And I would advocate for us all to remain resolute in slipping the buzzword bonds – a virtue of these shows is their sui generis-ness, though as you rightly suggest, they share certain things in common in their approach/voice/world view, etc.

  • Ian, I agree — I'm excited that there isn't a reductive way to describe these events.

    And I forgot to mention WRITE CLUB. My bad. For everyone else, this Time Out article gives a good idea of what it is (and I loved taking part in the “Sex vs. Death” bout in January):

    Also, this week's Austin Chronicle gives an extended overview of this type of event in that city, including my friend Elizabeth Crane's own The Awesome! and Great! Reading Series!:

    The article describes five separate events currently happening. Crane's concept is “you have two writers and one musician. And the writers will read an original story that they wrote for the show, loosely inspired by a song that I give them. And then the musician does a song that's loosely inspired by a story. I try to draw from a broad range of music, something that suits what I know of the writers' work, but sometimes I'll just give them some weird, random thing. So we'll have a reader, then a song, then a reader.”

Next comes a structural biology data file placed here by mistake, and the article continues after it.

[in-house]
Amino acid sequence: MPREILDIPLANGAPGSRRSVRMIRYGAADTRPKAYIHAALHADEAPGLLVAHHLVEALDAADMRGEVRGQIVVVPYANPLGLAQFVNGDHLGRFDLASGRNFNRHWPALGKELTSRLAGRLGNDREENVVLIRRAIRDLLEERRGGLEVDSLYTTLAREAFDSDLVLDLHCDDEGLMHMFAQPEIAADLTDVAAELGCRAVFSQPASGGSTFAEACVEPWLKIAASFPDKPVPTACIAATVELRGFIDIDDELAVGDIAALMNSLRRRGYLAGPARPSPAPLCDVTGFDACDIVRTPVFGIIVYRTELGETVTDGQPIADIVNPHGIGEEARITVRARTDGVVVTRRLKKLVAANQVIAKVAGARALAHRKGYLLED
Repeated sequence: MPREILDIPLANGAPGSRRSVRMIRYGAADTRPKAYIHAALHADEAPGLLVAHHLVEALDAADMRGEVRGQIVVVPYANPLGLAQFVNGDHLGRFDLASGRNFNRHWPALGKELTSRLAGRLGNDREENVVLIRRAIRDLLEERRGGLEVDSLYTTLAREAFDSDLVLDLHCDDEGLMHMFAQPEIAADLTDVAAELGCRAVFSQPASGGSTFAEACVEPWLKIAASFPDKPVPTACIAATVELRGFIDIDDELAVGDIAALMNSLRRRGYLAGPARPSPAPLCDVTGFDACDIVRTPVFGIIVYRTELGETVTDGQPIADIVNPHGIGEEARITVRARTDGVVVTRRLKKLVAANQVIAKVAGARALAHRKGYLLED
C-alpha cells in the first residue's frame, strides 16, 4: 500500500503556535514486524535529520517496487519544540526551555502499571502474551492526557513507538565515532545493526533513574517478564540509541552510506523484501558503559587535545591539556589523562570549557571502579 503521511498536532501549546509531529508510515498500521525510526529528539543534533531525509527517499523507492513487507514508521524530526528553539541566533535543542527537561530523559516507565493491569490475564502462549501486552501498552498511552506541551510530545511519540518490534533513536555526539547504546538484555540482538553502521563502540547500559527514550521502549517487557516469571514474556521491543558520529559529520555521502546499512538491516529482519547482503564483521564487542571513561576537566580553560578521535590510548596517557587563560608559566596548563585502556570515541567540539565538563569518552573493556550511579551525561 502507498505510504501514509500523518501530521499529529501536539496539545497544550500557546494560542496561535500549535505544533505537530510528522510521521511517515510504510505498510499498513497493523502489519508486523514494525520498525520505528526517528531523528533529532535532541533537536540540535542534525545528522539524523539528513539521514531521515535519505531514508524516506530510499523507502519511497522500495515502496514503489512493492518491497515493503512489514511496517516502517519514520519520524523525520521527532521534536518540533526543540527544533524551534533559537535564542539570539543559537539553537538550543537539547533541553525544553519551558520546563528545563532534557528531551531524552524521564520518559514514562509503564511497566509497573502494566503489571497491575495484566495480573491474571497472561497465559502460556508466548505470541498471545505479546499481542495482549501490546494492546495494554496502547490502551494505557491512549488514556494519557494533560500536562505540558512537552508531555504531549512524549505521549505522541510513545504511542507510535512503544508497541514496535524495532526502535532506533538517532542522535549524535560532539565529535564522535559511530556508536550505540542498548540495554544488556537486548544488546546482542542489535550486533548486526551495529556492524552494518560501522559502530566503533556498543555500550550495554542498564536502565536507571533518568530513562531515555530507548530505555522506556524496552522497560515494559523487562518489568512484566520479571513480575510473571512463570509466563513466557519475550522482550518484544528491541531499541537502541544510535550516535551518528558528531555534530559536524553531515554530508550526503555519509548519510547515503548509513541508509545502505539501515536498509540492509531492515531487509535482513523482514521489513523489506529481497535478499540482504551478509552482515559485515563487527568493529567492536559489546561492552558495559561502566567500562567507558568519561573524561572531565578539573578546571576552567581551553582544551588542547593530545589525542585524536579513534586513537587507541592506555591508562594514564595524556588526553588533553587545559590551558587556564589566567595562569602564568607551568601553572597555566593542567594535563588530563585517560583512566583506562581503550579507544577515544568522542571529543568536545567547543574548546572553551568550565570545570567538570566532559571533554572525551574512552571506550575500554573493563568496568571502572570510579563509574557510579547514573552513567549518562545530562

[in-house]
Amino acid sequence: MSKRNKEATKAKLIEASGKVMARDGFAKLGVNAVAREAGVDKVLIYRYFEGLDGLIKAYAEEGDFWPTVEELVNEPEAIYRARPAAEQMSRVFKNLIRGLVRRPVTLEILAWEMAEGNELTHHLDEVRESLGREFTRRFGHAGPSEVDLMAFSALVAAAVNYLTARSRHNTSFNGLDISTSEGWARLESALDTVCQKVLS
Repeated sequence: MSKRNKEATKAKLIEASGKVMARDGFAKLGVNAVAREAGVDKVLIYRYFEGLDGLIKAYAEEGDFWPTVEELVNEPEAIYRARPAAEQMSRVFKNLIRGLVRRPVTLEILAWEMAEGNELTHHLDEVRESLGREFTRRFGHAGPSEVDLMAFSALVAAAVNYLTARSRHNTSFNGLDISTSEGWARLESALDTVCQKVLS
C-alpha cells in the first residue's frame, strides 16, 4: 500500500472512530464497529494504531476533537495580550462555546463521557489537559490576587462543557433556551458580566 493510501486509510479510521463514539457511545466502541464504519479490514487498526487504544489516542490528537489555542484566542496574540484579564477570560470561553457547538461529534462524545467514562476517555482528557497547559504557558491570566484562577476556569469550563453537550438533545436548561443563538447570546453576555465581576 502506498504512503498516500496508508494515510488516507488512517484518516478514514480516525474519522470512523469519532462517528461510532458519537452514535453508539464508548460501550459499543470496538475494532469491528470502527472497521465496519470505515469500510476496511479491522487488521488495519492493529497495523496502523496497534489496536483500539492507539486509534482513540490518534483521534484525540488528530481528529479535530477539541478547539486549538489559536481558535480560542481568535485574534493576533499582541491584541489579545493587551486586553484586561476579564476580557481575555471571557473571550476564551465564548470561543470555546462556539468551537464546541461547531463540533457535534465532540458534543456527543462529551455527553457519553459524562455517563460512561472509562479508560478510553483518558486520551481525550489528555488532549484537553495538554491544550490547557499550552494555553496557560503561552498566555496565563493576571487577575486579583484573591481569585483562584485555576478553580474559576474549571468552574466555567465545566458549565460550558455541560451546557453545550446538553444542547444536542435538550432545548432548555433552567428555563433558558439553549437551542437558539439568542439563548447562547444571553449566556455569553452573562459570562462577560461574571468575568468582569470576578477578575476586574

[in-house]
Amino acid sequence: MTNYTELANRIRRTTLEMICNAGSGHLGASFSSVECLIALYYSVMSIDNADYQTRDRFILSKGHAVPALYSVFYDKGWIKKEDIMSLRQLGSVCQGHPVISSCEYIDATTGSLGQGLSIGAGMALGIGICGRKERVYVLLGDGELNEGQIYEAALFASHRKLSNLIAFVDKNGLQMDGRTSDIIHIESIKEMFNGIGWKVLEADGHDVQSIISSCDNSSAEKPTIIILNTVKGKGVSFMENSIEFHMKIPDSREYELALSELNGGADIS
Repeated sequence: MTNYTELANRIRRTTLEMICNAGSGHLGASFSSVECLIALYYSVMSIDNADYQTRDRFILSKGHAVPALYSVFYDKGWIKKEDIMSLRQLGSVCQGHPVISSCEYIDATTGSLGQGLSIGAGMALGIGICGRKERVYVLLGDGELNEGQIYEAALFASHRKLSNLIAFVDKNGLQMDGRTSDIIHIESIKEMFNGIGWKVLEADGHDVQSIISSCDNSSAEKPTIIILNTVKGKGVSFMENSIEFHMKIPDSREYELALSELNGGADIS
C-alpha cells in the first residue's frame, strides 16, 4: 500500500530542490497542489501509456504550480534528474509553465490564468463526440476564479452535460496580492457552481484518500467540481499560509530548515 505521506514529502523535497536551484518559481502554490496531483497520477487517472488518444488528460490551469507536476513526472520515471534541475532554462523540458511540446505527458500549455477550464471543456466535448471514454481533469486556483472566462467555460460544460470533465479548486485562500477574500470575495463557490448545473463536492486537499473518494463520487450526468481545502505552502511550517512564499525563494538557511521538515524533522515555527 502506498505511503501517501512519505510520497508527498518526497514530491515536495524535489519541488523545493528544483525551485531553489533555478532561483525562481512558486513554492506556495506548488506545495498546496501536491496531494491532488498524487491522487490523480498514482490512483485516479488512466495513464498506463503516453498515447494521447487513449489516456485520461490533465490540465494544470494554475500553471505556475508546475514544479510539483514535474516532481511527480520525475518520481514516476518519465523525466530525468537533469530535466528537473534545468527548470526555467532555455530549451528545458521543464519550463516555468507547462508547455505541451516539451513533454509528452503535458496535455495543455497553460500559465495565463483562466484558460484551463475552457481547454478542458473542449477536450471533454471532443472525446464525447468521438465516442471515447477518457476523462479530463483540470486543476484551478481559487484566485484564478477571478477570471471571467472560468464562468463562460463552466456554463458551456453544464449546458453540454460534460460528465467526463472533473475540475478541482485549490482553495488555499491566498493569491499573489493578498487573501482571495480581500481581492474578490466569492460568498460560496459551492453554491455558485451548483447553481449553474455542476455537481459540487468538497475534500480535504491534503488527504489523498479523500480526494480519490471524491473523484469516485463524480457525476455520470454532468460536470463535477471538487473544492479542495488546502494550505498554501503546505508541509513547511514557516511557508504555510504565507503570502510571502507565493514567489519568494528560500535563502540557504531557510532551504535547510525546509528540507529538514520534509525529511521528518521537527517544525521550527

All of these shows have an element of performance, a playful structure, and a balance between inclusive, participatory, and talented.

  • Needless to say, a 2amt podcast profiling some of these formats would be a good idea, yes?

  • Definitely. Please.

  • Ian Belknap

    While my tender, tender feelings are still smarting a bit, all is forgiven.

    If we could figure a way to put a stake in the heart of reductive, we'd really be getting someplace. And Elizabeth, I'm abandoning my family and moving to Austin to take part in your show. I can crash on your couch, yeah?

  • Megan

    Hi, David! 2nd Story has a podcast series going, available here: http://www.2ndstory.com/whatis/videos.php

  • I know, I've been watching for a while now. We should definitely get you on a 2amt podcast about storytelling. (Not like any one 'cast will exhaust a topic, of course…)

  • Megan

    Awesome, David! We'd love to be a part of the 2amt conversation!